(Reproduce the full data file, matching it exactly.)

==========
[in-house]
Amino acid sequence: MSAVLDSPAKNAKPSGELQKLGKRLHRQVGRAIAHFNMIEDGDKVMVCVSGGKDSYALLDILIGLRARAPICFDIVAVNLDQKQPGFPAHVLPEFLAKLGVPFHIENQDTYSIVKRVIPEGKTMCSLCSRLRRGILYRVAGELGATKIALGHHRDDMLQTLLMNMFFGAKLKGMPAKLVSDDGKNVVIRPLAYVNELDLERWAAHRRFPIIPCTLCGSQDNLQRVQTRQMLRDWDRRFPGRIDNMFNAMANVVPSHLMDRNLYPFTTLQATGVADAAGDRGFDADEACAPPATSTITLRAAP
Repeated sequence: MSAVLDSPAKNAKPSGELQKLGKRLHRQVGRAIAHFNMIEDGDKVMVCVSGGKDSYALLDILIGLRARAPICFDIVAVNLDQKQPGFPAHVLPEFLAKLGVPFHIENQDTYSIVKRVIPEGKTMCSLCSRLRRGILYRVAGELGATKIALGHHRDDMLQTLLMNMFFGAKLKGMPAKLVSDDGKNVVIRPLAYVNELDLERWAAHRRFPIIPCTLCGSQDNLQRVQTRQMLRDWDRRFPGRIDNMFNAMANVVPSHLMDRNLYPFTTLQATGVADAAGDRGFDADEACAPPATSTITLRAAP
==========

[in-house]
Amino acid sequence: MSAVLDSPAKNAKPSGELQKLGKRLHRQVGRAIAHFNMIEDGDKVMVCVSGGKDSYALLDILIGLRARAPICFDIVAVNLDQKQPGFPAHVLPEFLAKLGVPFHIENQDTYSIVKRVIPEGKTMCSLCSRLRRGILYRVAGELGATKIALGHHRDDMLQTLLMNMFFGAKLKGMPAKLVSDDGKNVVIRPLAYVNELDLERWAAHRRFPIIPCTLCGSQDNLQRVQTRQMLRDWDRRFPGRIDNMFNAMANVVPSHLMDRNLYPFTTLQATGVADAAGDRGFDADEACAPPATSTITLRAAP
Repeated sequence: MSAVLDSPAKNAKPSGELQKLGKRLHRQVGRAIAHFNMIEDGDKVMVCVSGGKDSYALLDILIGLRARAPICFDIVAVNLDQKQPGFPAHVLPEFLAKLGVPFHIENQDTYSIVKRVIPEGKTMCSLCSRLRRGILYRVAGELGATKIALGHHRDDMLQTLLMNMFFGAKLKGMPAKLVSDDGKNVVIRPLAYVNELDLERWAAHRRFPIIPCTLCGSQDNLQRVQTRQMLRDWDRRFPGRIDNMFNAMANVVPSHLMDRNLYPFTTLQATGVADAAGDRGFDADEACAPPATSTITLRAAP